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Texasota

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Everything posted by Texasota

  1. Someone needs to talk to them about their name. It's too far into the twentyfirst century for a name like that.
  2. Which gets to my bugbear about how highway/road capacity is expanded in this godforsaken country: adding lanes to existing roads rather than increasing the number of connection and increasing redundancy. We need more bridges across Buffalo Bayou, I-10, the north loop, etc. I'm happy with adding road capacity if it's done in a way that increases options for people so we stop funneling everyone onto just a few routes. And to be fair, I've lived in tons of places way worse about this than Houston, but still.
  3. Can we remove "rehab" from the title? However you feel about the result, this ain't no rehabilitation.
  4. I hate the idea of losing affordable apartments in exchange for, what, 3 parking spaces? But I get it. No realistic way this project happens otherwise. That's the (awful) world we live in.
  5. 1400' is higher than I'd prefer and the City *frequently* grants variances.
  6. Did they pull a permit? They need to get fined to oblivion for cutting down an old growth live oak in the ROW.
  7. I'm really tired of hearing new homes called "a giant middle finger" to existing residents. Prioritizing skyline views over new homes is the real middle finger.
  8. Gazebo doesn't *feel* like the name of a bar. Seem too low energy.
  9. There are no parking minimums here, but that lot already exists. They're just cleaning up the building.
  10. On a positive note, from the last Bicycle Advisory Committe meeting slides, it looks like the City *is* coordinating with Metro for bike lanes + BRT on Lockwood. PowerPoint Presentation (secureserver.net)
  11. oh. Well that's better than I was expecting.
  12. I actually think too much importance is placed on "historic" parts of the city. Just existing, regardless of any apparent "historic" value, provides potential for reuse. And specifically, quick, low-cost reuse.
  13. We are in agree to disagree territory. What happened happened, so it's impossible to know if things could have gone differently. I do think you're far too fatalistic about these things though; just because something *did* happen doesn't mean it's the only thing that *could* happen and it has to be possible to try to avoid similar things in the future.
  14. I'm well aware of where old Chinatown was; having something other than a sea of parking lots so close *could* have helped it stay more sustainable. Every central city in the country suffered massive losses at that time, but retaining some existing buildings, even small scale ones, could have provided the basis for rebuilding with *small* infusions of money. None of this is guaranteed; the loss is purely potential that might never have been tapped. But we never got to find out. Although again, we have a decent precedent right here in Texas: Deep Ellum. Not saying the neighborhoods are identical, but Deep Ellum is/was composed almost entirely of small two and (mostly) one story buildings and was not in good shape in the 80's. It had a massive resurgence as early as the 90's! Would the east side of downtown looked like Deep Ellum in 1996 if it hadn't been razed to the ground? Probably not! But it might have been its own unique thing, rather than absolutely nothing.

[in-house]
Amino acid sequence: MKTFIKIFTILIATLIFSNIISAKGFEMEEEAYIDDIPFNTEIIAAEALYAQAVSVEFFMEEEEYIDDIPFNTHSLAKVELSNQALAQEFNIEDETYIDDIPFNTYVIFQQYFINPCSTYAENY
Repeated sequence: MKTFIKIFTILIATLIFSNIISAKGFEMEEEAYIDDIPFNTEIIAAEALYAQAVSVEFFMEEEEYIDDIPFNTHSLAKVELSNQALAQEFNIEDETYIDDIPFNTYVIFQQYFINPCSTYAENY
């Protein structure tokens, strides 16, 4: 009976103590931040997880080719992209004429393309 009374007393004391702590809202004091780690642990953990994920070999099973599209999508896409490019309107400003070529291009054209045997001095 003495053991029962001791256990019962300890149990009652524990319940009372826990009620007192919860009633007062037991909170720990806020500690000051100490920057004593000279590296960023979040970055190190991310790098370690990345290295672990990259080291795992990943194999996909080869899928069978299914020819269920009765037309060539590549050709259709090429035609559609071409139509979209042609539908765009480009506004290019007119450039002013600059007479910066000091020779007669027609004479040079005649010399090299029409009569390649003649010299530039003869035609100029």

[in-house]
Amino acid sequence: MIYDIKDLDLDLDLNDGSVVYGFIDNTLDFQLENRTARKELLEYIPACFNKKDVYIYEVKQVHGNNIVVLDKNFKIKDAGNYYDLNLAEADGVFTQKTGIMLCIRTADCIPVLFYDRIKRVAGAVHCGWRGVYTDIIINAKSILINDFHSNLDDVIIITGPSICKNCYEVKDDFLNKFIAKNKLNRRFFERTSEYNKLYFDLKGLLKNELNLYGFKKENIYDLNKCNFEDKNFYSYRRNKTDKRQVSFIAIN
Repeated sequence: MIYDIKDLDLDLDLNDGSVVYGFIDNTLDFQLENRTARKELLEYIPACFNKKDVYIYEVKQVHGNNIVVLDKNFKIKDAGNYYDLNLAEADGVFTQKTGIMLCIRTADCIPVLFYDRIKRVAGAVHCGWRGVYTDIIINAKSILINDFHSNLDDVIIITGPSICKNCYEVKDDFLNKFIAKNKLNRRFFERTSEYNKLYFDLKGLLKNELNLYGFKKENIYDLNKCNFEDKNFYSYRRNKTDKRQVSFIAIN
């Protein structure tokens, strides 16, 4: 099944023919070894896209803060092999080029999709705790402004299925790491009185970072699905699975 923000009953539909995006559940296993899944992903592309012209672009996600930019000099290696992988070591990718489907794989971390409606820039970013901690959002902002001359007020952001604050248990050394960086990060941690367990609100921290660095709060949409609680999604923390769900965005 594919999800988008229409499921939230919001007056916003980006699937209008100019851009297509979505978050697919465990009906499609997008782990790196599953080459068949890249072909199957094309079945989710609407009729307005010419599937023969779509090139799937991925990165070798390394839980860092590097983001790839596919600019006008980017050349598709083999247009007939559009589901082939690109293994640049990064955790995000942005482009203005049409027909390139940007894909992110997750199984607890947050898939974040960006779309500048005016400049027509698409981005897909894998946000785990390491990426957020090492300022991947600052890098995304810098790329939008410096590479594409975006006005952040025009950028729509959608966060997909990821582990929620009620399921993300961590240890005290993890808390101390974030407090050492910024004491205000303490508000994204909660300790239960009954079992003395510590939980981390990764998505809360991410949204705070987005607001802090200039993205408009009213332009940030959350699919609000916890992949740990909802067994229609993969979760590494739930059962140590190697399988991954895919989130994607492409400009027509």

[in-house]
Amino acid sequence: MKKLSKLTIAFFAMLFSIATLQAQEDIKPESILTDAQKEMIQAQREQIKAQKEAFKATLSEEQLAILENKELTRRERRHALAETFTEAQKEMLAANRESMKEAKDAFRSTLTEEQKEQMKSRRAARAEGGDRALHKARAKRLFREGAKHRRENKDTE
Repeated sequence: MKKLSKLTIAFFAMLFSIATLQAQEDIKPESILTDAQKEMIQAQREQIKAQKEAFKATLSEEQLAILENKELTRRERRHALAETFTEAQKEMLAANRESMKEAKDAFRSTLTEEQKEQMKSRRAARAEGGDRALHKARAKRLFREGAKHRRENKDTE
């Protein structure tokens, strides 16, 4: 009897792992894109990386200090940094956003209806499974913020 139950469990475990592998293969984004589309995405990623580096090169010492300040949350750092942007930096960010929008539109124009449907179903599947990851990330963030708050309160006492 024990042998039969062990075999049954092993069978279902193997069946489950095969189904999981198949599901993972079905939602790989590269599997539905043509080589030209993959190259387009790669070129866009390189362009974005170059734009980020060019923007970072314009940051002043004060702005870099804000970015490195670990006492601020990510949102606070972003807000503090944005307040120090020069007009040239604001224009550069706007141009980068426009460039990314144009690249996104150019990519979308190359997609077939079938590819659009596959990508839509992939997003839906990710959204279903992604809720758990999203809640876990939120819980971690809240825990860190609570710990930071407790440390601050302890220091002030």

15. That's nowhere near this location. If I'm living in one of these apartment buildings next to a gas station I at least want to be able to get a decent breakfast from it.
  16. No, I was not alive. But a lot of great things have been done with random crappy buildings. *Any* remaining businesses and housing would have been better than emptiness. Maybe old Chinatown would still be around in some form. Maybe something like Deep Ellum would have developed. Maybe just one of those little buildings would today house the best BBQ restaurant in the city. Who knows? Any potential for the unexpected and unpredictable disappeared along with those "random crappy buildings". The three links you gave are great examples of small, flexible properties that can be repurposed for a variety of uses relatively quickly and cheaply. That's incredibly valuable and something we are really losing with all these full-block developments.
  17. Uggh. This place had better at least serve decent tacos.
  18. I'm not a libertarian, so I don't 100% speak your language Ross. I can sometime translate, but it's an imperfect process. My only real point is that reducing that whole side of town to parking lots was a net loss for decades.
  19. It's next to a light rail station 2 stops from downtown and backs up to heavy rail tracks. Skyline views for residents of detached single family homes is the *lowest* possible priority I can imagine.
  20. Ooooh I like this argument. By extension predominantly single family neighborhoods have little value.
  21. I'm criticizing the teardowns more than the lack of new construction.
  22. And it only took, what, 60 years? Decades of lost potential.
  23. No. Philly for one, but I'd say it's not that unusual regardless of city size.
  24. Now they just need to put a residential tower on top of the bus bays.
  25. I can live with that site plan, and the architecture shown in the concept images is above average. Hopefully they keep to that.
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